Internet of Sheep: Why world's biggest NB-IoT pilot is roping in woolly helpers

The world's largest Narrowband IoT pilot is under way in Norway's mountains, and involves 1,000 sheep.
Written by Stig Øyvann, Contributor

The world's largest NB-IoT project involves sheep, rather than devices.

Source: Telia/Nortrace/YouTube

Using the relatively new mobile Internet of Things technology called Narrowband IoT, or NB-IoT, Norwegian mobile operator Telia and startup Nortrace are tracking 1,000 sheep in one of the country's mountainous regions this summer.

This will be the world's largest NB-IoT pilot, according to Telia.

Using narrowband for IoT tasks allows for more devices to be connected to mobile networks at a lower cost, ultimately enabling telcos to turn IoT into a basic service.

Late last year, Telia launched the first NB-IoT service in the Nordics. The technology provides Internet of Things projects with better coverage and lower costs, compared to traditional mobile technologies.

NB-IoT also opens up the possibility of far longer battery life for connected devices -- more than 10 years -- because they communicate only occasionally, rather than constantly. These are characteristics that fit very well with the needs of Norwegian sheep farmers.

In Norway, the summer pastures where sheep graze are often on mountains and rough terrain. These areas aren't fenced in, and the animals are free to roam wherever they like, all summer long.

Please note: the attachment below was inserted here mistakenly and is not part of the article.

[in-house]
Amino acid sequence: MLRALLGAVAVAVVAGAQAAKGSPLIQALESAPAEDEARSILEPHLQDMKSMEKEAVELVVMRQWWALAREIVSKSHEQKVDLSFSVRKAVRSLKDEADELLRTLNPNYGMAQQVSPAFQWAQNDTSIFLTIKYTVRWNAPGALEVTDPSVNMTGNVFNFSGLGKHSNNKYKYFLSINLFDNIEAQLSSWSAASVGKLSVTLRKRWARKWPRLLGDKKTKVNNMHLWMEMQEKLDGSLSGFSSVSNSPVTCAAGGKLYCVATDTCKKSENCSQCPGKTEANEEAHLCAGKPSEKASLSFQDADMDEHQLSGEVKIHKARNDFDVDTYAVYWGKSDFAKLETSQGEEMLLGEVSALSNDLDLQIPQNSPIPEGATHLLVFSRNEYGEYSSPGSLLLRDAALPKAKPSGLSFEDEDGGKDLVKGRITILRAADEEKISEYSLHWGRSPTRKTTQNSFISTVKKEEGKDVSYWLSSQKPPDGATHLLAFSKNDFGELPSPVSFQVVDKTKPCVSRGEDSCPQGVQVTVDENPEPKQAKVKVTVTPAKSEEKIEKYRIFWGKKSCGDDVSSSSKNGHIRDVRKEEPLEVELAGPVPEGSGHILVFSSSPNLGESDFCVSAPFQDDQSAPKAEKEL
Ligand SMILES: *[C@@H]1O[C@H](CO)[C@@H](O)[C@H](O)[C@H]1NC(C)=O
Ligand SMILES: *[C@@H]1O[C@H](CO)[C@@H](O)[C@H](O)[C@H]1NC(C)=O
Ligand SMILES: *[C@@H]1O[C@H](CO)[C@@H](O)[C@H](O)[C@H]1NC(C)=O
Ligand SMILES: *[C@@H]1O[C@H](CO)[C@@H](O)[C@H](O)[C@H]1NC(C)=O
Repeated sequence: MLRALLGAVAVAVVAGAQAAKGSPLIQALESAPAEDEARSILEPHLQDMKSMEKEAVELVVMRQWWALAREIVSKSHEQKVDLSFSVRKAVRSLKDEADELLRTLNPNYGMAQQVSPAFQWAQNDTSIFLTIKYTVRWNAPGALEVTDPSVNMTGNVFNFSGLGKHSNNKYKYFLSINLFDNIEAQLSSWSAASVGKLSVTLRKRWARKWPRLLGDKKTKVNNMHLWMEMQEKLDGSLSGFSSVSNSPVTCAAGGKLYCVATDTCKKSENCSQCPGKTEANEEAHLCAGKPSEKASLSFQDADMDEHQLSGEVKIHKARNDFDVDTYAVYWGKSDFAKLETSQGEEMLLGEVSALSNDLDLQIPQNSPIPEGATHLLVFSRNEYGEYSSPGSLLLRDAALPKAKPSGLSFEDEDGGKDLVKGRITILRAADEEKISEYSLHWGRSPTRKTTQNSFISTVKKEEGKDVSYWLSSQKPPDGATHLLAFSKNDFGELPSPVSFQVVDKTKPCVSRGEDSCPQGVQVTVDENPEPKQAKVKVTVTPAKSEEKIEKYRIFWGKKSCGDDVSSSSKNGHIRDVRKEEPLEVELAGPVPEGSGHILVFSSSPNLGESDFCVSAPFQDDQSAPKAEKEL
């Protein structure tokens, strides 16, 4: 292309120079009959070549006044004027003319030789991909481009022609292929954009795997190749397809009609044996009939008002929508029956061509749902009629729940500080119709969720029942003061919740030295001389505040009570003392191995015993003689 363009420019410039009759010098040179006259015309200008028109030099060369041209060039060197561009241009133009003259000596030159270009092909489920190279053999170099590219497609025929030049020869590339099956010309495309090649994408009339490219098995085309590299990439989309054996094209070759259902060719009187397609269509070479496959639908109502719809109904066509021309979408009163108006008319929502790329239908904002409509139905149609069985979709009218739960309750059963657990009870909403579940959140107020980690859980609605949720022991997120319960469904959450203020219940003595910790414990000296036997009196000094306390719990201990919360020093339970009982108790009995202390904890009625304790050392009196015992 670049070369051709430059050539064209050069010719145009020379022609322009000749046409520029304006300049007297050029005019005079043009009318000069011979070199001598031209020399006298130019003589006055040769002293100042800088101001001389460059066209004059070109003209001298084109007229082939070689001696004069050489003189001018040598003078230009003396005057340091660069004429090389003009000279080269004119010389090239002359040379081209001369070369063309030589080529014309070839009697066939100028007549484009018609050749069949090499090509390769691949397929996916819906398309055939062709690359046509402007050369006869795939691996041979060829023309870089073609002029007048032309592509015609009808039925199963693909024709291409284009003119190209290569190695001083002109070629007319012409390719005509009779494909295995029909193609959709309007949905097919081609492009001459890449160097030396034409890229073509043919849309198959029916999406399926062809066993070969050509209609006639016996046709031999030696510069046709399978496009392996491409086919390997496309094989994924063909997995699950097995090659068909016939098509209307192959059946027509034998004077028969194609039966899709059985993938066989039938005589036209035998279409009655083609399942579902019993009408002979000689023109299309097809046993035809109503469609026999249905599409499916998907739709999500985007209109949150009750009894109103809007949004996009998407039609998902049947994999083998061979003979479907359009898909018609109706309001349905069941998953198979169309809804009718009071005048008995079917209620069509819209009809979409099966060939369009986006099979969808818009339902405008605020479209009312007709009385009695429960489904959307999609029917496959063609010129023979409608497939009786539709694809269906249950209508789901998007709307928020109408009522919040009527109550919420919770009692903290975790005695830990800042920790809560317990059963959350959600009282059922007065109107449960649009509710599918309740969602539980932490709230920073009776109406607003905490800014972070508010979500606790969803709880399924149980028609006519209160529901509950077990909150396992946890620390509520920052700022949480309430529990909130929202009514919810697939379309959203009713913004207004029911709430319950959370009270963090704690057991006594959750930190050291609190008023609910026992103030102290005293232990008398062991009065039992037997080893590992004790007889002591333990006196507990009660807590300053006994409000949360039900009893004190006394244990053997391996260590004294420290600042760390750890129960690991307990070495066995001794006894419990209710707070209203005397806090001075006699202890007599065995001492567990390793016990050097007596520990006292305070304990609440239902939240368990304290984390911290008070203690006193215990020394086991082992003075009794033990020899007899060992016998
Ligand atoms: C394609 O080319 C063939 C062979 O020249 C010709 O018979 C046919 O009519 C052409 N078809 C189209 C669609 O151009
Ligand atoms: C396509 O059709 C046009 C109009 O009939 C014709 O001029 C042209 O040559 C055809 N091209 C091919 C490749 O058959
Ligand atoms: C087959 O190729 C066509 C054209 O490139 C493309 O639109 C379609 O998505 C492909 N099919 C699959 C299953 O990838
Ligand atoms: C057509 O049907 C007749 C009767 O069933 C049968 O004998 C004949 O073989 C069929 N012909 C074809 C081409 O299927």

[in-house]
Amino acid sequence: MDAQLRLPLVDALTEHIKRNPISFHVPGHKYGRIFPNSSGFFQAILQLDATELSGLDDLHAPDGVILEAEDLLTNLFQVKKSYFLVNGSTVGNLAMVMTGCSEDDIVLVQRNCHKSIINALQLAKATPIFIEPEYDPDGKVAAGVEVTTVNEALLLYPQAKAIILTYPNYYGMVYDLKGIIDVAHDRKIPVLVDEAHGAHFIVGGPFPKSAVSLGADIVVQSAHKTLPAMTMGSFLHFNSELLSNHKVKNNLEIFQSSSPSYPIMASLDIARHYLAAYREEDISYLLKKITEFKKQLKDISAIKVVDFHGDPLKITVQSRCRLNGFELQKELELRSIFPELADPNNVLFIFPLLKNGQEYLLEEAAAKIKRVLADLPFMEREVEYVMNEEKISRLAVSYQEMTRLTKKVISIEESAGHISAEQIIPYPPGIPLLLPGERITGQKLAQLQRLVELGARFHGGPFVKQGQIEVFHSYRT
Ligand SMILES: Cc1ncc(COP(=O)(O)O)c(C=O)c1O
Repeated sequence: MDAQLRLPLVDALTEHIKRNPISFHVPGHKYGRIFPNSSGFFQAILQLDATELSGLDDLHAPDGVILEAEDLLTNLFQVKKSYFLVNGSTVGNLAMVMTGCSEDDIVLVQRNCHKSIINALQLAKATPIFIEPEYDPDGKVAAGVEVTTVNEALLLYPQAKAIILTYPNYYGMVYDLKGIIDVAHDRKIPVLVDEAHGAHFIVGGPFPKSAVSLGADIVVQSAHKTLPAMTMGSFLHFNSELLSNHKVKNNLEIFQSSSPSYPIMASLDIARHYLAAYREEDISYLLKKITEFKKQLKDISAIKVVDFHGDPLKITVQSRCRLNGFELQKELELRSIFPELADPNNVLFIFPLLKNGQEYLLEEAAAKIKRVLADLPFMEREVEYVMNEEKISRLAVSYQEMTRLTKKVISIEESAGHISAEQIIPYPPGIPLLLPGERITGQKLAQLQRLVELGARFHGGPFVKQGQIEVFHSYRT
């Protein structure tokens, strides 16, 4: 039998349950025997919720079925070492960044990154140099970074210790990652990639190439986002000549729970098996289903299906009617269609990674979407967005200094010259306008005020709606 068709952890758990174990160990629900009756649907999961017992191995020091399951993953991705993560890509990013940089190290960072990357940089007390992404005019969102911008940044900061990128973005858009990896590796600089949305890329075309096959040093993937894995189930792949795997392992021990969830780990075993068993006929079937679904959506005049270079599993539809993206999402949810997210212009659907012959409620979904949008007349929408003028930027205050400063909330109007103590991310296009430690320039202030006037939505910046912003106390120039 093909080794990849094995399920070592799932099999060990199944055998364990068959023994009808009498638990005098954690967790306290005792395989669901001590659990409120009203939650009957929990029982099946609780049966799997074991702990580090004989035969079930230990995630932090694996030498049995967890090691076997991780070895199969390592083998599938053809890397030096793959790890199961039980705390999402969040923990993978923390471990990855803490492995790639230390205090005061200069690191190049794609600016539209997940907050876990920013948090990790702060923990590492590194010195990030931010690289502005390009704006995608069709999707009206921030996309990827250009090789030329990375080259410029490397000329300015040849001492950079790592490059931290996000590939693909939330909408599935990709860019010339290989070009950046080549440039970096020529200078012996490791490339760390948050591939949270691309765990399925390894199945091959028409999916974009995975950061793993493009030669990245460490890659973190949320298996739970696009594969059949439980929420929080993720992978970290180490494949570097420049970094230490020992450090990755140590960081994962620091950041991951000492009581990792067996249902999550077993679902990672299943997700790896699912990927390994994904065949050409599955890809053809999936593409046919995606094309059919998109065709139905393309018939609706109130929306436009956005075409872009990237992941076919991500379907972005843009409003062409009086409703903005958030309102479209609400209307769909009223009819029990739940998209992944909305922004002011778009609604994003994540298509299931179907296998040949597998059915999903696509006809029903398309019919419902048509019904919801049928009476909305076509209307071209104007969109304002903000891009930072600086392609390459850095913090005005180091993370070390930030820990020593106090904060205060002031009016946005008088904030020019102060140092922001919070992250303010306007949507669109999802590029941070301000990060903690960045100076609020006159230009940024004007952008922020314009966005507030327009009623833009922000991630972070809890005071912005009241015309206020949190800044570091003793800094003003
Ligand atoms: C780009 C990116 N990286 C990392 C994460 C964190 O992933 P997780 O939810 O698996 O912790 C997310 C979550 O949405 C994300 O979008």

In the autumn, the shepherds walk in the mountains to collect their flocks and find on average 90 percent of their sheep easily. But to locate the remaining 10 percent has, until now, required shepherds to waste time on more extensive searches.

This situation spurred sheep farmer Bjørn Høyland from southwestern Norway to challenge the startup company Nortrace to design a tracking system suited to Norwegian sheep.

Høyland thinks every animal needs its own tracker, as you never know which individual sheep is going to go astray over the summer.

Nortrace came up with a low-cost collar that contains a GPS receiver, an NB-IoT communication unit, and a battery. The signals from these collars allow the location of every sheep to be plotted on a map on the farmers' smartphone, tablet, or PC.

"This is a great example of how new technology and IoT can help meet real needs," Telia Norway enterprise head Jon Christian Hillestad said in a statement.

"Using NB-IoT for tracking purposes is one of the most important areas of IoT and 5G in the future. It can be used pretty much on everything that is mobile: animals, ships, containers and other means of transportation."

Telia also expects the pilot to provide it with valuable experience that will be put to use in other markets and applications.

"With such a big pilot, we'll get a pretty good picture of how the technology works and how it can be transferred to other applications," Hillestad said.

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